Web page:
Dear Princess ‘Ishka,
It has been at least 2-3 years that I’ve given up smoking. I started smoking around the age of 16 and continued till 21, then I stopped abruptly. That doesn’t mean that I haven’t struggled for many years to abandon the addiction in vain. Still, I finally succeeded and I can consider myself nowadays a non-smoker.
Very seldom, after a drink or two, I can light myself a cigarette in case a friend is already smoking. It is some sort of cultural and fetishist pleasure for me. However, some people and even friends have pointed out that my smoking occasionally is a sign of my self-delusion. As if I can’t truly consider myself a non-smoker.
Far from being a defense of my personal case, this letter will be a defense of a life choice, which could be shared by certain people willing to give up smoking. By defending this general model of a life choice, I won’t only argue for it successfully freeing some people from the trap of addiction, I will also defend the claim that people who liberate themselves from addiction in this way can be considered, from a certain perspective, even more “non-smokers” than those who have never touched a cigarette in their lives.
Obviously, I am not encouraging people to get into smoke (pretty much the opposite) and I am also not claiming that my way out will keep me forever safe from the threats of smoking and the like. Here and now, I will only argue for its efficacy for at least a remarkable amount of time, only with respect to certain people who, like me, could benefit from it.
I started smoking as a teenager because I thought it was cool. After a while, I realized that, when I was particularly stressed or nervous, smoke had the capacity of calming me down. Arguably, the addiction to smoke I grew, was also among the causes of stress and nervousness.
After a couple of years of being a smoker, I started trying to free myself from the addiction, without having any true intention to give up smoking all at once. I could resist the siren call of the cigarettes for one-two weeks, and then I surrendered again. I trained myself to the extent that I could stop smoking even for almost two months. I had the proof that chemical addiction wasn’t the true cause of the irresistible appeal smoke had on me. It wasn’t even the addiction to a certain hand-gesture or the thought that smoke could indeed calm me down (which I realized to be a delusion in my case).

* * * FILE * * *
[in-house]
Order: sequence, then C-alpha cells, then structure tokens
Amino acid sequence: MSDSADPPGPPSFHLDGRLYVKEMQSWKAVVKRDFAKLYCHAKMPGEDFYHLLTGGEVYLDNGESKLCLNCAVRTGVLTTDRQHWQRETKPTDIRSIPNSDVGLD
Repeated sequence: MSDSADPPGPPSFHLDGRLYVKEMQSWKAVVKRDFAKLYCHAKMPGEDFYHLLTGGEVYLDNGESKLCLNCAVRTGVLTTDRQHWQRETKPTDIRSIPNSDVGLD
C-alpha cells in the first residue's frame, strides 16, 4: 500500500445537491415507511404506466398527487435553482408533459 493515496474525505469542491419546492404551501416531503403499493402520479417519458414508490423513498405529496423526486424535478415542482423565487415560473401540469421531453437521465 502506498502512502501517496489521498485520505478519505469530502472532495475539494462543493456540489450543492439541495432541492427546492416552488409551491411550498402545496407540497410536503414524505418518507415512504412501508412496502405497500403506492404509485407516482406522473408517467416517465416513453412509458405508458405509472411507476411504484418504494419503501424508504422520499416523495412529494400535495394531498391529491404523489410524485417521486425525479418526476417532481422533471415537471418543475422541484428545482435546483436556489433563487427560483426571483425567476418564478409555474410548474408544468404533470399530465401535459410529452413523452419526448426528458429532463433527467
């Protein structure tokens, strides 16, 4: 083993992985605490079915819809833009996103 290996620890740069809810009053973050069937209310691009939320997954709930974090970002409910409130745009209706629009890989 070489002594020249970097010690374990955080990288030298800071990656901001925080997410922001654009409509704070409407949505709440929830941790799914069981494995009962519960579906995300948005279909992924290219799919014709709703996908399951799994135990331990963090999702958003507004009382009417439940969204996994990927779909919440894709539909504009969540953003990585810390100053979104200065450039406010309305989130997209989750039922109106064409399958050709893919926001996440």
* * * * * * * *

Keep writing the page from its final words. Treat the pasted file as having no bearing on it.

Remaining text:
I had to think better and deeper, but I couldn’t help escaping my dilemma. In the meanwhile, I was growing happier: I started travelling a lot, meeting many new people and getting closer to other cultures. The weigh I gave to my personal health was increasing as I realized that doing sports was a great means to keep sadness away. I eventually became vegetarian, thanks to the inspiration of a couple of American friends of mine.
The self-image I had of myself was slowly changing and I got to the point of questioning whether smoke was still belonging to it. I thought that, perhaps, what was keeping me attached to smoke was precisely that I couldn’t think of myself as a non-smoker before. I had an obscure conception of myself, as highly irrational and in constant need of a deterrent for my personal distress. Moreover, I was used to wear clothes in a certain way, show myself as a certain kind of person, the one that doesn’t care for the health of her own body, for it’s perishable and not worthy of care other than the one devolved to the outward look.
But I had changed. I was already becoming much more confident and the shift of values that had taken place in my mind, made me realize that I wasn’t the person of the past anymore. I was different and my self-image was of someone cultivating himself, not only mentally, but also physically. With this new intuition, I decided to stop smoking. And so I did.
It has been a while that I have been a non-smoker, but I think that what makes me a non-smoker the most is that I don’t fear smoke more than what is reasonable to do. A single cigarette won’t cause any addiction, not even two. In cases similar to mine, it is a certain mental asset that creates the addiction. The taboo of smoke or the absolute prohibition of getting close to a cigarette is, from my perspective, a futile self-limitation, which underlies the irrational fear that smoke will crush all our psychological defenses. This can’t happen if one truly conceives of herself as a non-smoker and gives oneself a reasonable threshold to keep away the addictive appeal of cigarettes.
This letter shouldn’t be read as a celebration of my personal (rather unsurprising) success, nor as a teaching I want to give to anyone. As I said before, it is just the defense of a life choice against people doubting its efficacy and reliability.